THE EDUCATOR - December 14 2018


INEC, PDP Disagree over alleged 3,000 illegal polling units

The opposition Peoples Democratic Party and the Coalition of United Political Parties on Thursday berated the Independent National Electoral Commission and President Muhammadu Buhari, alleging that there was a plan to rig the 2019 elections through the creation of 3,000 illegal voting centres.
The PDP raised the alarm that the Muhammadu Buhari presidency and INEC  were allegedly perfecting plans to rig the 2019 general elections by creating illegal polling centres in Chad and Niger Republic.

But Buhari and INEC had denied the allegations, saying they were prepared to give Nigerians free, fair and credible elections in 2019. The electoral umpire also explained that Nigerians in the diaspora and those in IDPs outside of the country would not vote in 2019.
However, the PDP National Publicity Secretary, Mr. Kola Ologbondiyan, alleged that INEC and President Buhari were plotting to secretly create polling centres outside Nigeria.

Ologbondiyan said, “Buhari, INEC and all Nigerians know that there are no provisions for Diaspora voting under our system. By the extant laws guiding elections in Nigeria, it is very clear who is eligible to vote, as well as the centres statutorily designated for elections. There is no provision for any special arrangement whatsoever.
“It is therefore reprehensible that President Buhari, in his desperation to rig the elections, is now trying to hide under the guise of making special provision for Internally Displaced Persons (IDPs) outside the country, to illegally create rigging centres outside our country and import contrived figures into the election results.
“This clandestine arrangement further validates the alarm earlier raised by the PDP of INEC’s plot to secretly create 30,000 illegal polling centres in some remote areas, through which they plan to allocate millions of votes to President Buhari and the APC.”

Ologbondiyan, who is also Director, Media and Publicity, PDP Presidential Campaign Council, further alleged that the APC and its candidate were not committed to the conduct of peaceful, credible, free and fair elections.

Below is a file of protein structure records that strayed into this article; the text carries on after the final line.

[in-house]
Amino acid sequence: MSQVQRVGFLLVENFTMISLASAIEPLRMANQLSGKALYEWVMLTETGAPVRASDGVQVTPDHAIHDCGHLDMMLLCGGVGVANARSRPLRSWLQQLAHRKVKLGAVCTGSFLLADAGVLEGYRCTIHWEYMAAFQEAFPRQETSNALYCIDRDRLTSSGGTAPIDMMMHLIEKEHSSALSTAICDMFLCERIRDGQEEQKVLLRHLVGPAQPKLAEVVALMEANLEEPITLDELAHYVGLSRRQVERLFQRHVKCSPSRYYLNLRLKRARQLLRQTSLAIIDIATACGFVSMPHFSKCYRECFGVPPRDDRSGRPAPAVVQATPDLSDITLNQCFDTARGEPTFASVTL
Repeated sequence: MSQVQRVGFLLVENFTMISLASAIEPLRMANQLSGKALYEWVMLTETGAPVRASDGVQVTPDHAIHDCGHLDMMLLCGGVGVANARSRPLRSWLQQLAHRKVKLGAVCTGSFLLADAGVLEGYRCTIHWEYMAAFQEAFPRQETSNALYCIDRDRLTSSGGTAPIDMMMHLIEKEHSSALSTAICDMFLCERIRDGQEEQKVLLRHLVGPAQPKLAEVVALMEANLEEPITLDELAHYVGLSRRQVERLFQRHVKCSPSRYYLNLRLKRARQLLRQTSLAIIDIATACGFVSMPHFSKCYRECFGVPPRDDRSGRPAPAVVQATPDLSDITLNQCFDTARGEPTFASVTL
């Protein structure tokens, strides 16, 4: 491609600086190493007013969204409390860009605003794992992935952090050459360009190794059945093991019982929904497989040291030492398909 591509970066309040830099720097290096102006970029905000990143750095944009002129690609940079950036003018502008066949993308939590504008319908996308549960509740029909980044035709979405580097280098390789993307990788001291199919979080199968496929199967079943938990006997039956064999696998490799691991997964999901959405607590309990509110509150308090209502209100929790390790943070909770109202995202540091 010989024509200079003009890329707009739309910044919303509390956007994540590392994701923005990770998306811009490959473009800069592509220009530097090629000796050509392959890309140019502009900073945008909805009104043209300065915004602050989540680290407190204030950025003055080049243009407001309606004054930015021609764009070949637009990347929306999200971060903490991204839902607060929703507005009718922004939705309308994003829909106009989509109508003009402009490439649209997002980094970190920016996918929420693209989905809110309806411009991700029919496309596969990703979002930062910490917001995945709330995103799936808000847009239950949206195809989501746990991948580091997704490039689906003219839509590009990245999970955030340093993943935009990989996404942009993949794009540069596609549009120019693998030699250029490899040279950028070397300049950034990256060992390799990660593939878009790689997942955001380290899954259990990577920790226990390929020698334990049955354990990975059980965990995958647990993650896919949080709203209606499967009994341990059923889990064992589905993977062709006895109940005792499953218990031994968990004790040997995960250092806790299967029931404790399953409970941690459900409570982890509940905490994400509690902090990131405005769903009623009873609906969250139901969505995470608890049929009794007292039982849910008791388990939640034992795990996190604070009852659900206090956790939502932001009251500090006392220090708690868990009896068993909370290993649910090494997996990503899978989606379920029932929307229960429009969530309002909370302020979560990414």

Also, CUPP alleged that foreigners from Chad, Niger and Sudan were being mobilised by some persons to take part in the 2019 presidential election.
The coalition’s first national spokesman, Imo Ugochinyere, made the allegation in a statement in Abuja.

Ugochinyere further claimed that the plot was meant to add fake five million votes to President Muhammadu Buhari’s votes in the election.
 He said, “The Intelligence Unit of the CUPP has since uncovered the massive mobilisation of citizens from Chad, Niger and Sudan preparatory to their participating in the February 16 presidential election.”

The CUPP therefore called on the INEC chairman to retrace his steps and stand with Nigerians since the nation’s electoral laws till date prohibit diaspora voting.

Allegation is baseless, says INEC

However, the Chief Press Secretary to the INEC Chairman, Rotimi Oyekanmi, said there was no truth in the allegations, saying Nigerians should disregard the rumour.
He said, “This is not a new allegation. It is not true. INEC is not planning to create one, not to talk of 30,000 polling centres. Nigerians should please disregard the rumour.”

INEC had earlier on Thursday clarified its position on voting by the IDPs. It said IDPs living outside the states they registered would only vote in the presidential election.

It also explained that internally displaced persons living in the state they registered would vote in all elections next year.
However, the commission said that it had not made provisions for the IDPs living outside the country.

The commission made the clarifications in a statement in Abuja by the Chairman of its Information and Voter Education Committee, Festus Okoye.
Okoye was clarifying   a statement credited to the INEC chairman that IDPs in Chad and Niger Republic would be allowed to vote in 2019.

He said, “The commission wishes to state unequivocally that there will be no Diaspora or out-of-country voting for any Nigerian, in accordance with extant provisions of the 1999 Constitution. Only duly registered IDPs within Nigeria will be allowed to vote.

“It should, however, be noted that while IDPs currently residing in states where they registered can vote in all elections, those displaced from their states and are currently living in states other than where they registered can only vote in the presidential election.”

Also, at the workshop on election security, Yakubu  said the commission’s decision to allow IDPs to vote in 2019 would be restricted to Nigerians living within the country.

Yakubu said the clarification became necessary in the light of speculations that Nigerian refugees in neighbouring countries would also take part in the elections.

I will ensure independence of INEC –Buhari

Also, the President who was represented at the workshop by the Secretary to the Government of the Federation, Boss Mustapha, said his decision to uphold the independence of INEC was in line with his commitment to free, fair and credible elections.

Buhari re-affirmed his unwavering commitment to Nigerians to promote credible election just as he promised in his acceptance speech, on April 1, 2015.
The President said, “As the President of the Federal Republic of Nigeria. I am committed to upholding the independence of INEC as this is a sacred pathway towards our democracy.

“I assure the nation of my determination to sustain this standard and to continually extend all requisite support to INEC in order to ensure the attainment of their mandate without any executive interference.”